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Click-evoked auditory brainstem responses and autism spectrum disorder: A meta-analytic review.

Autism Res. 2018 Mar 30;:

Authors: Talge NM, Tudor BM, Kileny PR

Abstract
Behavior does not differentiate ASD risk prior to 12 months of age, but biomarkers may inform risk before symptoms emerge. Click-evoked auditory brainstem responses (ABRs) may be worth consideration due to their measurement properties (noninvasiveness; reliability) and conceptual features (well-characterized neural generators), but participant characteristics and assessment protocols vary considerably across studies. Our goal is to perform a meta-analysis of the association between ABRs and ASD. Following an electronic database search (PubMed, Medline, PsycInfo, PsycArticles), we included papers that were written in English, included ASD and typically-developing (TD) groups, and reported the information needed to calculate standardized mean differences (Hedges’s g) for at least one ABR latency component (I, III, V, I-III, III-V, I-V). We weighted and averaged effect sizes across conditions and subsets of participants to yield one estimate per component per study. We then performed random-effects regressions to generate component-specific estimates. ASD was associated with longer ABR latencies for Waves III (g = 0.5, 95% CI 0.1, 0.9), V (g = 0.7, 95% CI 0.3, 1.1), I-III (g = 0.7, 95% CI 0.2, 1.2), and I-V (g = 0.6, 95% CI 0.2, 1.0). All components showed significant heterogeneity. Associations were strongest among participants ≤8 years of age and those without middle ear abnormalities or elevated auditory thresholds. In sum, associations between ABRs and ASD are medium-to-large in size, but exhibit heterogeneity. Identifying sources of heterogeneity is challenging, however, due to power limitations and co-occurrence of sample/design characteristics across studies. Research addressing the above limitations is crucial to determining the etiologic and/or prognostic value of ABRs for ASD. Autism Res 2018. © 2018 International Society for Autism Research, Wiley Periodicals, Inc.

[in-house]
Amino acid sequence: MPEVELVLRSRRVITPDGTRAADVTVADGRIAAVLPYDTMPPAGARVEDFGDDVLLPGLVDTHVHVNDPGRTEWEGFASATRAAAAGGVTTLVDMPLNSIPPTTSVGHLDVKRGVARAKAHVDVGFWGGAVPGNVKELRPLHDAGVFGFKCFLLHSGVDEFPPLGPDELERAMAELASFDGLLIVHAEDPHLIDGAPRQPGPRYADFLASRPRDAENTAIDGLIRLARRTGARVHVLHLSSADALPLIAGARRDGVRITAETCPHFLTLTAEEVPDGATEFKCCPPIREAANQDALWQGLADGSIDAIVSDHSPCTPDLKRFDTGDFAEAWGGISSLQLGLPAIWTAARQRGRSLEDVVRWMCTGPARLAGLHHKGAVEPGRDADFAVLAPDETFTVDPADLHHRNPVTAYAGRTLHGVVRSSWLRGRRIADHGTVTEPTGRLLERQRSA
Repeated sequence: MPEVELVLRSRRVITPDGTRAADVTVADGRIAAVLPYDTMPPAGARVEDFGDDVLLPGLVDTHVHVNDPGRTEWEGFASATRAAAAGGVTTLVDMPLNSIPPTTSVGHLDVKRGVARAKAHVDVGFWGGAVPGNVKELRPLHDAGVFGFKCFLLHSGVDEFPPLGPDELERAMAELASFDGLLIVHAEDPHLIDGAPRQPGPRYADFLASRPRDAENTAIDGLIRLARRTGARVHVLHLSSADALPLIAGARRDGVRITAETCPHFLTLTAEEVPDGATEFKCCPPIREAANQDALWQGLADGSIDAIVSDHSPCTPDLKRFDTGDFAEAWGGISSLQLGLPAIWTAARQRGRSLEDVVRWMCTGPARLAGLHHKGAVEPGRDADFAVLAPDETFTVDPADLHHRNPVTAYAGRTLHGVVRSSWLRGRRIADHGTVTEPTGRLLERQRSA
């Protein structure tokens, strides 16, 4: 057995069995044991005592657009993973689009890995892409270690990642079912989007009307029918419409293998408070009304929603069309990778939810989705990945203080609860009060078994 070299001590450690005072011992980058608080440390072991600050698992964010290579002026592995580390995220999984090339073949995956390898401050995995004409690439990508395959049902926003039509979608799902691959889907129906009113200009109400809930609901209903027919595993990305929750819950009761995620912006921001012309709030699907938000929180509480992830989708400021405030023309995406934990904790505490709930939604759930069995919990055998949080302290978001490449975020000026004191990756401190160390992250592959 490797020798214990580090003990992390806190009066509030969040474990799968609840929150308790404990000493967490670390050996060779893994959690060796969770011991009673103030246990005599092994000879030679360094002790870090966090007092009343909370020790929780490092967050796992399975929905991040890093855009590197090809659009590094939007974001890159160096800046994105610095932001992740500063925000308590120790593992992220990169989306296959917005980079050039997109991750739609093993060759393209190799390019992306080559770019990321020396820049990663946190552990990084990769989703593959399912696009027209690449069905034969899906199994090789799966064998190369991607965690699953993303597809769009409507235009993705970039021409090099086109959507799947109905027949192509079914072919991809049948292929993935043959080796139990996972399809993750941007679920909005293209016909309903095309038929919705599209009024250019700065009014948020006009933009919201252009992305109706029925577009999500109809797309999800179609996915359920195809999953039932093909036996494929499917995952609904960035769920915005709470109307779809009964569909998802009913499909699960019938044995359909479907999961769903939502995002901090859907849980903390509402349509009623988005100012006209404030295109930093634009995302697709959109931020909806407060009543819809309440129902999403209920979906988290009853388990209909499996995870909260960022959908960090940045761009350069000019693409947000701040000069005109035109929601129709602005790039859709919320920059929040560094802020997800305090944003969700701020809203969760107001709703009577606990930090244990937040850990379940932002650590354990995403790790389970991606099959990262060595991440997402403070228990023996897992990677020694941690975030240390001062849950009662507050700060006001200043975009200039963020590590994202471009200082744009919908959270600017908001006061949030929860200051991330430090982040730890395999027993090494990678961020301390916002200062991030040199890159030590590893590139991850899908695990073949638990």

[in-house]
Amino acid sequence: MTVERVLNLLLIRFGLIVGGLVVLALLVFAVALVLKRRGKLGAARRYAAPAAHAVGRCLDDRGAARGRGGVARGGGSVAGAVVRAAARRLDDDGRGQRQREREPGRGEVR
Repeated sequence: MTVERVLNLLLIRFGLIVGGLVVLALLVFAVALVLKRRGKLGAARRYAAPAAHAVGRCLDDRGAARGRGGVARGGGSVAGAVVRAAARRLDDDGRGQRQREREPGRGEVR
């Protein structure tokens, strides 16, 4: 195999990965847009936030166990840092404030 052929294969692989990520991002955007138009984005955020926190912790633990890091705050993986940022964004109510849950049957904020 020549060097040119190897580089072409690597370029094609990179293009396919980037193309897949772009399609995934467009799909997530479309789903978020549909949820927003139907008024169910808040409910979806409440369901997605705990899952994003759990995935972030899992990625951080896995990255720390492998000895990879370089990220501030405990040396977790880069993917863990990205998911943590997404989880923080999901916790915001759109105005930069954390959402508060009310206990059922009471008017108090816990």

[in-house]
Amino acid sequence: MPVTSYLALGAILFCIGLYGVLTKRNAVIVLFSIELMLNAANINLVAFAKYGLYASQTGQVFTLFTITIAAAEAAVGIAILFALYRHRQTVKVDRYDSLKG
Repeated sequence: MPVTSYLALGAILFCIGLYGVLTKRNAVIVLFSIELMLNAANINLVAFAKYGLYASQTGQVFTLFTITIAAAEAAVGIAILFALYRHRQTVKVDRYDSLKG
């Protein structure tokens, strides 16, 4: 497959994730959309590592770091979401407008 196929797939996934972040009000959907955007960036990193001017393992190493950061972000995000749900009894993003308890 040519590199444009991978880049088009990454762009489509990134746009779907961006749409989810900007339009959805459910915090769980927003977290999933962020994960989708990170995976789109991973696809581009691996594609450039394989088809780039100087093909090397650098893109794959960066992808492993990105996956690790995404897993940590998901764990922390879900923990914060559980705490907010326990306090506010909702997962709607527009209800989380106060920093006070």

LAY SUMMARY: Auditory brainstem responses (ABR) may be associated with ASD, but participant characteristics and assessment protocols vary considerably across individual studies. Our goal is to combine the results across these studies to facilitate clarity on the topic. Doing so represents a first step in evaluating whether ABRs yield potential for informing the etiology of ASD risk and/or ASD symptom profiles.

PMID: 29603654 [PubMed – as supplied by publisher]

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